Salesforce is obviously aiming to position itself to be the platform of choice for wearable devices in the enterprise at this early stage – what would you say to those who might accuse you of just jumping on the bandwagon?
We’re not investing in this area because it’s trendy and cool, we want to be there at the centre of the emerging wearables category because we believe wearables will allow companies to connect with their customers in whole new ways. The one area within the Internet of Things that’s exploding is connected devices, which we think will be in the region of 50 billion within the next three years, and wearables is a high growth category within that.
A lot of people talk about the Internet of Things, but we decided year or so ago to brand it as ‘the Internet of Customers’, because what we see is we don’t care about things. Ultimately behind every tweet, every app and every connected device there’s going to be a customer- that’s the whole reason to care about the Internet of Things.
We’re the only company in world owning the ‘Internet of Customers’ space since we have something like 140 thousand customers at last count- most of the large companies in the world. We’ve seen the demand, we’ve seen our manufacturers and customers very interested, so we wanted to extend our platform and be a unified place for all of this.
What do you think gives Salesforce the edge over competitors like Samsung and Apple who are building large unified platforms for wearables data?
The approach of freeing wearables data from their silos makes a huge amount of sense. But nobody is doing on our scale and we already have the community of developers and customers, and a platform, Salesforce1, that is API-first. We’ve opened that up so you can connect anything to anything, whether it’s a car, wearable device, legacy system – you can connect anything to that platform and it allows you to take data with you to get real time information from your customers.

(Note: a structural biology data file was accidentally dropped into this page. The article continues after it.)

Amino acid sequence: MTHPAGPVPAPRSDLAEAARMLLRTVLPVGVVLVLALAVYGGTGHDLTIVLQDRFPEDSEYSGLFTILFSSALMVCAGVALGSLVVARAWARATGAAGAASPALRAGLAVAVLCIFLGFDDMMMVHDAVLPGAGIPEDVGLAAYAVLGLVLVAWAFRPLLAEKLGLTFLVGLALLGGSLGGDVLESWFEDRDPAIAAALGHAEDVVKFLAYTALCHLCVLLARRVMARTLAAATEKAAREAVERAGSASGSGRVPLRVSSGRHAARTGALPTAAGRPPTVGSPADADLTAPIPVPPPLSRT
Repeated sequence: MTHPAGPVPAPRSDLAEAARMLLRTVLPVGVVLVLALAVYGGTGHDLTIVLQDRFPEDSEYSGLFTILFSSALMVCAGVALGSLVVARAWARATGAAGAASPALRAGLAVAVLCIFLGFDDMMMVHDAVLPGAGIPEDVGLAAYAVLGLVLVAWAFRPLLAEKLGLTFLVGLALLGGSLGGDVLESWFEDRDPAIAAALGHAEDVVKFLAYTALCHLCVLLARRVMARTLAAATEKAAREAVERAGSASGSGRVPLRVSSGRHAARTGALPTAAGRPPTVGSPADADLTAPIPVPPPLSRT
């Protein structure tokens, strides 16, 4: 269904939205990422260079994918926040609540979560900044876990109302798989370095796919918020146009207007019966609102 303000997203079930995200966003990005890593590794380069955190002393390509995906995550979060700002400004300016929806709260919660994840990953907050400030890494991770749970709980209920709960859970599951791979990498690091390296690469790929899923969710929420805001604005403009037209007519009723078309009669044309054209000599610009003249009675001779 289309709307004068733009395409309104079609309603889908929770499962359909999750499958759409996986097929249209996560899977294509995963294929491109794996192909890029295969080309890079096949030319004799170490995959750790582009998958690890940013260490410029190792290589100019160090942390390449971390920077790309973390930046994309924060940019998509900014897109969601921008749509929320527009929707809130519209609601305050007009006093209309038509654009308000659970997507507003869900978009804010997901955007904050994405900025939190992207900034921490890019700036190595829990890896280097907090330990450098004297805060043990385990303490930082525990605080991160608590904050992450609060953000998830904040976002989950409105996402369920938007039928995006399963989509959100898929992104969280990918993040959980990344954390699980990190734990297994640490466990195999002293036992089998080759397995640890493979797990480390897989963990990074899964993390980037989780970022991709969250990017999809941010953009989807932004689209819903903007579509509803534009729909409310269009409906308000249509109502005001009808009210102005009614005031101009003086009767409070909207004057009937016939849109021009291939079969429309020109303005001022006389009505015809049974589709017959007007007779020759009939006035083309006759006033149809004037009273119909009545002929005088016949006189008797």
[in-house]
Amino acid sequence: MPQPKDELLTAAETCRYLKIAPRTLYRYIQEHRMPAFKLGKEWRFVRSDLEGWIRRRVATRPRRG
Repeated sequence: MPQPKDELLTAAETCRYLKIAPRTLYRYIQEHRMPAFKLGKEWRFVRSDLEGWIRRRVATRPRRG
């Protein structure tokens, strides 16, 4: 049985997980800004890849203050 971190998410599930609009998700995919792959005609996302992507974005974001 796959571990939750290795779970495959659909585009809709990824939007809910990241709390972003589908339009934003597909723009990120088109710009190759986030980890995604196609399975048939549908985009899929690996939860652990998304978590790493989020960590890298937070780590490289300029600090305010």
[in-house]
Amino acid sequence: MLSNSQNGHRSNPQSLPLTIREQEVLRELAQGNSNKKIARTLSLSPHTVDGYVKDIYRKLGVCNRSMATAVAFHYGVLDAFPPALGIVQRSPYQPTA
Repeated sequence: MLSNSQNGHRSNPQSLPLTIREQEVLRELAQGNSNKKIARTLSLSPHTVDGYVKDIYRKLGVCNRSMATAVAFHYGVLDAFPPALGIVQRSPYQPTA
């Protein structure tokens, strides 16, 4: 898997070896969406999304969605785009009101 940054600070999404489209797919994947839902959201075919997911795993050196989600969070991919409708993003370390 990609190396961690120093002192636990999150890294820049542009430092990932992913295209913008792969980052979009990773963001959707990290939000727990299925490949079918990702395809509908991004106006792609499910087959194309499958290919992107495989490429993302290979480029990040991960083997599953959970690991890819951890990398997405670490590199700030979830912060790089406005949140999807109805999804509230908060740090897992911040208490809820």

Our customers are already benefiting from the Salesforce app and engaging with their customers in new ways, so it’s natural we are the preferred partner for vendors to jump on our platform and take advantage of that. We’re uniquely positioned.
What do you think needs to happen for the hype bubble around wearable computing to burst and for us to start to see full-scale enterprise success stories?
There are two ways in which this will explode- the right hardware needs to be in place and the use cases need to be very clear. Wearables are gaining ground steadily in the public eye and, as we have seen with other technology, that translates into the enterprise world. Yes the obvious use cases are technicians in the field, but think about what will happen when sales reps and customer service agents get wind of this.
Louis Vuitton is currently using a new mobile client in stores around the world, deployed by Salesforce. Now you go to a store and one of their 8,000 employees will welcome you, know who you are if you’re an avid shopper of the brand, know what products you’ve bought, make recommendations, and it’s a fantastic personalised experience.
Today they have this on a tablet. With wearables you’d have that information but it’s right there in real time on your watch or your collar. If they had a little wearables device they could be alerted as they’re walking around and recognise VIP customers in a line, approach them and reduce the queue for them- the possibilities are just enormous.
What about the hardware side of things, what needs to happen here?
Partnerships like the ones we’re building will be key drivers for practical applications of wearables. We’ve announced a partnership with Philips which will enable medical device data and interoperability, with the aim of monitoring patients more closely and helping save lives.
All the vital signs of the body can be added into the Salesforce Wear platform, and all the various sources will be able to interact through it, such as diagnostic and monitoring equipment, imagining data, treatment information and electronic medical records, as well as personal devices and technologies such as Apple’s HealthKit, all of this in one place for collection and analysis. So the platform for interoperability has to be there.
> See also: The internet of everything
In terms of the manufacturers themselves, Google Glass for instance needs to go mass market. They’ve got a good product but nobody can afford to buy it in Europe. So the explosion will come with hardware manufacturers bringing their hardware products and wearables to a wider market. But also an essential element will be the connectivity- they need the ability to connect to WiFi networks across the world, but today they’re limited by this. Wireless coverage needs to be improved and wearable devices need to be able to take full advantage of their wireless capabilities, and those such as Google Glass still need to add additional functionality across the board.